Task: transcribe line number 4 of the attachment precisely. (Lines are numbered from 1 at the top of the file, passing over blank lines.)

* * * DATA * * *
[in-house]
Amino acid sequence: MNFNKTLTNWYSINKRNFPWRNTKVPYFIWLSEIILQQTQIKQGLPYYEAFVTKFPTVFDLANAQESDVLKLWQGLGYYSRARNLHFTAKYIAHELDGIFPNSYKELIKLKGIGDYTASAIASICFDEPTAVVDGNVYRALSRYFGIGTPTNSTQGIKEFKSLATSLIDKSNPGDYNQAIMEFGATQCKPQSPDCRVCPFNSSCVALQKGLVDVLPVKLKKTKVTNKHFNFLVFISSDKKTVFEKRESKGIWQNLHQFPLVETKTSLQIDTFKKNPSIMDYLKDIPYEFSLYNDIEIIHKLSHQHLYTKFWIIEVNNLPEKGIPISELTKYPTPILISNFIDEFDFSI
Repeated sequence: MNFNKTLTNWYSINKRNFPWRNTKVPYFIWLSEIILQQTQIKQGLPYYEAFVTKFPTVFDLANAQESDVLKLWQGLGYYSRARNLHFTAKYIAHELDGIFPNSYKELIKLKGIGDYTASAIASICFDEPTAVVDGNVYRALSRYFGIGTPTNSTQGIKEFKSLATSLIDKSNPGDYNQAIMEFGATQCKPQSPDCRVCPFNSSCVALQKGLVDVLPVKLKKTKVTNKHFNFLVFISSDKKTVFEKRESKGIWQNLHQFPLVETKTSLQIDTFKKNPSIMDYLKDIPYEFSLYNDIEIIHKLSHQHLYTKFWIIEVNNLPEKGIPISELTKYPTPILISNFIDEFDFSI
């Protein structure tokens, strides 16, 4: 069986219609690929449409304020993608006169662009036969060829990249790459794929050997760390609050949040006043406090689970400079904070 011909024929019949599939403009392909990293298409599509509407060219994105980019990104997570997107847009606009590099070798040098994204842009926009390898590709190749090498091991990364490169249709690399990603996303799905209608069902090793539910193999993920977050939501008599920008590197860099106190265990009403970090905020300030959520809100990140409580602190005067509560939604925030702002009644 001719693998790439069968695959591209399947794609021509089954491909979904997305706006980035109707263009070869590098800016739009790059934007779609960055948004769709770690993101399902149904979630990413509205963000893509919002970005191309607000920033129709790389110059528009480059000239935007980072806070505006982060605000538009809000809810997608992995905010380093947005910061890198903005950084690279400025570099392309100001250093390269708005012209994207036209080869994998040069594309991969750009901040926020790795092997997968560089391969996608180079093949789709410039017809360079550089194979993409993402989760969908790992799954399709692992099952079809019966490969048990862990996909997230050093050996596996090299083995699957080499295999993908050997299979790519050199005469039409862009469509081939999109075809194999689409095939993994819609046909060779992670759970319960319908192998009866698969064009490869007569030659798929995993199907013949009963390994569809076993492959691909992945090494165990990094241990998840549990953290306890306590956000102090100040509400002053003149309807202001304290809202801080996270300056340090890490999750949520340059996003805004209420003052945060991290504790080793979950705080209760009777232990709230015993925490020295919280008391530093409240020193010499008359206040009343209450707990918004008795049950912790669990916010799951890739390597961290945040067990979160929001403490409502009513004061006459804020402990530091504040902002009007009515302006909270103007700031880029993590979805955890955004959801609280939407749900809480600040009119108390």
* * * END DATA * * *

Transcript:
């Protein structure tokens, strides 16, 4: 069986219609690929449409304020993608006169662009036969060829990249790459794929050997760390609050949040006043406090689970400079904070 011909024929019949599939403009392909990293298409599509509407060219994105980019990104997570997107847009606009590099070798040098994204842009926009390898590709190749090498091991990364490169249709690399990603996303799905209608069902090793539910193999993920977050939501008599920008590197860099106190265990009403970090905020300030959520809100990140409580602190005067509560939604925030702002009644 001719693998790439069968695959591209399947794609021509089954491909979904997305706006980035109707263009070869590098800016739009790059934007779609960055948004769709770690993101399902149904979630990413509205963000893509919002970005191309607000920033129709790389110059528009480059000239935007980072806070505006982060605000538009809000809810997608992995905010380093947005910061890198903005950084690279400025570099392309100001250093390269708005012209994207036209080869994998040069594309991969750009901040926020790795092997997968560089391969996608180079093949789709410039017809360079550089194979993409993402989760969908790992799954399709692992099952079809019966490969048990862990996909997230050093050996596996090299083995699957080499295999993908050997299979790519050199005469039409862009469509081939999109075809194999689409095939993994819609046909060779992670759970319960319908192998009866698969064009490869007569030659798929995993199907013949009963390994569809076993492959691909992945090494165990990094241990998840549990953290306890306590956000102090100040509400002053003149309807202001304290809202801080996270300056340090890490999750949520340059996003805004209420003052945060991290504790080793979950705080209760009777232990709230015993925490020295919280008391530093409240020193010499008359206040009343209450707990918004008795049950912790669990916010799951890739390597961290945040067990979160929001403490409502009513004061006459804020402990530091504040902002009007009515302006909270103007700031880029993590979805955890955004959801609280939407749900809480600040009119108390």